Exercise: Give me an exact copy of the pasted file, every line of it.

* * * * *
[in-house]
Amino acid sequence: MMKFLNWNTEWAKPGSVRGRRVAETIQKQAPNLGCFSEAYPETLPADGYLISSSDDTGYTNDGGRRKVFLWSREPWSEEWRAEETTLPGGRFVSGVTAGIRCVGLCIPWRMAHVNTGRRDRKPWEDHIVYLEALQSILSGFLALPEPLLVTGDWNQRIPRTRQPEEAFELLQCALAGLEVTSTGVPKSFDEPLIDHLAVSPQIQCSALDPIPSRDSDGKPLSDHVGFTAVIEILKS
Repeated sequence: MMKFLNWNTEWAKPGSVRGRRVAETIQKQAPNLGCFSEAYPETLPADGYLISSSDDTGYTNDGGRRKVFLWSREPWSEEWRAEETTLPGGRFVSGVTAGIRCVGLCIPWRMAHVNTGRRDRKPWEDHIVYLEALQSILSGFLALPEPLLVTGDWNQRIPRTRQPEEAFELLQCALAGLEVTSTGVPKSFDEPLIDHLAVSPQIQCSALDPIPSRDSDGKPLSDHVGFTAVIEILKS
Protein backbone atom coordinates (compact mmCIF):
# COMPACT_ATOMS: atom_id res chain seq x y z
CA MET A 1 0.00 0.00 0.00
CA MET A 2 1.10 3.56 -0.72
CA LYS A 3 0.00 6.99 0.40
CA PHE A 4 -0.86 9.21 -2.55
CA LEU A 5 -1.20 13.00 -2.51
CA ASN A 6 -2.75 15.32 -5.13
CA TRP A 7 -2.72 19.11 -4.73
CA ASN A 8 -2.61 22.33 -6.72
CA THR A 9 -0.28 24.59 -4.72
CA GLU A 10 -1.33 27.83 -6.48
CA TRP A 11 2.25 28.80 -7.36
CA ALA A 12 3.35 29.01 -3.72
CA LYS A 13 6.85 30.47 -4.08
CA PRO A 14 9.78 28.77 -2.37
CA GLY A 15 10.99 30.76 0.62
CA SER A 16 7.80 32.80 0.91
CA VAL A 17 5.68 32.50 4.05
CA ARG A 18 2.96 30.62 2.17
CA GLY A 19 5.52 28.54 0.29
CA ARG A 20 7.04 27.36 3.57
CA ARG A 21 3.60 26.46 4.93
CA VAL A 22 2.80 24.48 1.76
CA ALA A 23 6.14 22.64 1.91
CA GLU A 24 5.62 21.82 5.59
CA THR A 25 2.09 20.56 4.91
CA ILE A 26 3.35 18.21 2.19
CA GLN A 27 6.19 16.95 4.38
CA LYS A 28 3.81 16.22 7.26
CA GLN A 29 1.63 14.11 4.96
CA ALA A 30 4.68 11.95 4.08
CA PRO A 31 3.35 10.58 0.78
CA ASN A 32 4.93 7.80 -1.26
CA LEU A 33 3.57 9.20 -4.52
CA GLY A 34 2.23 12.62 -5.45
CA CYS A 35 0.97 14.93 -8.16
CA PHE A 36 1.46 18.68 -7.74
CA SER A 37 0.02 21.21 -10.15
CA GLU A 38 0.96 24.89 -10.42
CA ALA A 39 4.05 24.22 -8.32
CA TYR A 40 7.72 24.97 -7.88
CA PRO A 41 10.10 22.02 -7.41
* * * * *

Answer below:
[in-house]
Amino acid sequence: MMKFLNWNTEWAKPGSVRGRRVAETIQKQAPNLGCFSEAYPETLPADGYLISSSDDTGYTNDGGRRKVFLWSREPWSEEWRAEETTLPGGRFVSGVTAGIRCVGLCIPWRMAHVNTGRRDRKPWEDHIVYLEALQSILSGFLALPEPLLVTGDWNQRIPRTRQPEEAFELLQCALAGLEVTSTGVPKSFDEPLIDHLAVSPQIQCSALDPIPSRDSDGKPLSDHVGFTAVIEILKS
Repeated sequence: MMKFLNWNTEWAKPGSVRGRRVAETIQKQAPNLGCFSEAYPETLPADGYLISSSDDTGYTNDGGRRKVFLWSREPWSEEWRAEETTLPGGRFVSGVTAGIRCVGLCIPWRMAHVNTGRRDRKPWEDHIVYLEALQSILSGFLALPEPLLVTGDWNQRIPRTRQPEEAFELLQCALAGLEVTSTGVPKSFDEPLIDHLAVSPQIQCSALDPIPSRDSDGKPLSDHVGFTAVIEILKS
Protein backbone atom coordinates (compact mmCIF):
# COMPACT_ATOMS: atom_id res chain seq x y z
CA MET A 1 0.00 0.00 0.00
CA MET A 2 1.10 3.56 -0.72
CA LYS A 3 0.00 6.99 0.40
CA PHE A 4 -0.86 9.21 -2.55
CA LEU A 5 -1.20 13.00 -2.51
CA ASN A 6 -2.75 15.32 -5.13
CA TRP A 7 -2.72 19.11 -4.73
CA ASN A 8 -2.61 22.33 -6.72
CA THR A 9 -0.28 24.59 -4.72
CA GLU A 10 -1.33 27.83 -6.48
CA TRP A 11 2.25 28.80 -7.36
CA ALA A 12 3.35 29.01 -3.72
CA LYS A 13 6.85 30.47 -4.08
CA PRO A 14 9.78 28.77 -2.37
CA GLY A 15 10.99 30.76 0.62
CA SER A 16 7.80 32.80 0.91
CA VAL A 17 5.68 32.50 4.05
CA ARG A 18 2.96 30.62 2.17
CA GLY A 19 5.52 28.54 0.29
CA ARG A 20 7.04 27.36 3.57
CA ARG A 21 3.60 26.46 4.93
CA VAL A 22 2.80 24.48 1.76
CA ALA A 23 6.14 22.64 1.91
CA GLU A 24 5.62 21.82 5.59
CA THR A 25 2.09 20.56 4.91
CA ILE A 26 3.35 18.21 2.19
CA GLN A 27 6.19 16.95 4.38
CA LYS A 28 3.81 16.22 7.26
CA GLN A 29 1.63 14.11 4.96
CA ALA A 30 4.68 11.95 4.08
CA PRO A 31 3.35 10.58 0.78
CA ASN A 32 4.93 7.80 -1.26
CA LEU A 33 3.57 9.20 -4.52
CA GLY A 34 2.23 12.62 -5.45
CA CYS A 35 0.97 14.93 -8.16
CA PHE A 36 1.46 18.68 -7.74
CA SER A 37 0.02 21.21 -10.15
CA GLU A 38 0.96 24.89 -10.42
CA ALA A 39 4.05 24.22 -8.32
CA TYR A 40 7.72 24.97 -7.88
CA PRO A 41 10.10 22.02 -7.41